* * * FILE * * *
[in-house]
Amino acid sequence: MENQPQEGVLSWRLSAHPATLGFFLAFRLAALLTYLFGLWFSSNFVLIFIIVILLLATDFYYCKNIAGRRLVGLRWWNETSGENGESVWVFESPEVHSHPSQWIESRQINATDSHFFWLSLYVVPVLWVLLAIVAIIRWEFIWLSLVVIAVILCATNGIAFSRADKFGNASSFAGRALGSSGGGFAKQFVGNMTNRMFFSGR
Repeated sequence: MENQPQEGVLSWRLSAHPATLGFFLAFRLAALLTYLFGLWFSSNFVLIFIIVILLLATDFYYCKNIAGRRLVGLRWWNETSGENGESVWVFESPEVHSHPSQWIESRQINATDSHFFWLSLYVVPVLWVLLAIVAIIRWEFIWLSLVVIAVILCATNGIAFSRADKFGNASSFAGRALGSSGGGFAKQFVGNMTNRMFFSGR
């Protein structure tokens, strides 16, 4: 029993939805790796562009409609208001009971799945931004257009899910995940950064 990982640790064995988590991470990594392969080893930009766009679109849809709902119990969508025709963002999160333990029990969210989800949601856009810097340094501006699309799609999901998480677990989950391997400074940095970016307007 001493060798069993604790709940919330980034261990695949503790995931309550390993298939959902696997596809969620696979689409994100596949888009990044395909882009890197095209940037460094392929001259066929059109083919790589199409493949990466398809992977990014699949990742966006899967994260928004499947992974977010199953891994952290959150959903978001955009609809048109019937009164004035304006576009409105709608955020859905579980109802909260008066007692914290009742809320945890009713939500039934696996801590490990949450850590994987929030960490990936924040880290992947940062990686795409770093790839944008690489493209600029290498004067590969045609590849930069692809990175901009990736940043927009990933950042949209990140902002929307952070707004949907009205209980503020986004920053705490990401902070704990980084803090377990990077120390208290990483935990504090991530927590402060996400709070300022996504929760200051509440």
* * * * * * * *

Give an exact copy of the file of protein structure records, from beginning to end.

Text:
[in-house]
Amino acid sequence: MENQPQEGVLSWRLSAHPATLGFFLAFRLAALLTYLFGLWFSSNFVLIFIIVILLLATDFYYCKNIAGRRLVGLRWWNETSGENGESVWVFESPEVHSHPSQWIESRQINATDSHFFWLSLYVVPVLWVLLAIVAIIRWEFIWLSLVVIAVILCATNGIAFSRADKFGNASSFAGRALGSSGGGFAKQFVGNMTNRMFFSGR
Repeated sequence: MENQPQEGVLSWRLSAHPATLGFFLAFRLAALLTYLFGLWFSSNFVLIFIIVILLLATDFYYCKNIAGRRLVGLRWWNETSGENGESVWVFESPEVHSHPSQWIESRQINATDSHFFWLSLYVVPVLWVLLAIVAIIRWEFIWLSLVVIAVILCATNGIAFSRADKFGNASSFAGRALGSSGGGFAKQFVGNMTNRMFFSGR
């Protein structure tokens, strides 16, 4: 029993939805790796562009409609208001009971799945931004257009899910995940950064 990982640790064995988590991470990594392969080893930009766009679109849809709902119990969508025709963002999160333990029990969210989800949601856009810097340094501006699309799609999901998480677990989950391997400074940095970016307007 001493060798069993604790709940919330980034261990695949503790995931309550390993298939959902696997596809969620696979689409994100596949888009990044395909882009890197095209940037460094392929001259066929059109083919790589199409493949990466398809992977990014699949990742966006899967994260928004499947992974977010199953891994952290959150959903978001955009609809048109019937009164004035304006576009409105709608955020859905579980109802909260008066007692914290009742809320945890009713939500039934696996801590490990949450850590994987929030960490990936924040880290992947940062990686795409770093790839944008690489493209600029290498004067590969045609590849930069692809990175901009990736940043927009990933950042949209990140902002929307952070707004949907009205209980503020986004920053705490990401902070704990980084803090377990990077120390208290990483935990504090991530927590402060996400709070300022996504929760200051509440």